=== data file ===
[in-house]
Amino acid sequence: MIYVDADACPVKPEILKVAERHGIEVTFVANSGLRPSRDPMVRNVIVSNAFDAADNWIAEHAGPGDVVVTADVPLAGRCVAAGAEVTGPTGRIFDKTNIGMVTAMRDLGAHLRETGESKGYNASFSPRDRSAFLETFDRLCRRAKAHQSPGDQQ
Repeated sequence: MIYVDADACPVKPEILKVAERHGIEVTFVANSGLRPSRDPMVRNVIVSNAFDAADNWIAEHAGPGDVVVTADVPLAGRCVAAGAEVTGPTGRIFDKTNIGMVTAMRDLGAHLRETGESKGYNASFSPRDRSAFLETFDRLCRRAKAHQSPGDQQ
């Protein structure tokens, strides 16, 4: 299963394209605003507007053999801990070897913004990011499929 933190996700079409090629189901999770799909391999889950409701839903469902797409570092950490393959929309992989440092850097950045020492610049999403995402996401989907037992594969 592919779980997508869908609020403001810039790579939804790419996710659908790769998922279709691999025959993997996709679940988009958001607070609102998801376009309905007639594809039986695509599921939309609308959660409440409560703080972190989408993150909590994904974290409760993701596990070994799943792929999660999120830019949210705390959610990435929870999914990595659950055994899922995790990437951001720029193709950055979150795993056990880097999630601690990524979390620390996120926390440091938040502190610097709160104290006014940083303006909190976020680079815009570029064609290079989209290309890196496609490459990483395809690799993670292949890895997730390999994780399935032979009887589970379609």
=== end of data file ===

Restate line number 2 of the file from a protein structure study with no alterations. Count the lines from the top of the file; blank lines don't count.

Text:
Amino acid sequence: MIYVDADACPVKPEILKVAERHGIEVTFVANSGLRPSRDPMVRNVIVSNAFDAADNWIAEHAGPGDVVVTADVPLAGRCVAAGAEVTGPTGRIFDKTNIGMVTAMRDLGAHLRETGESKGYNASFSPRDRSAFLETFDRLCRRAKAHQSPGDQQ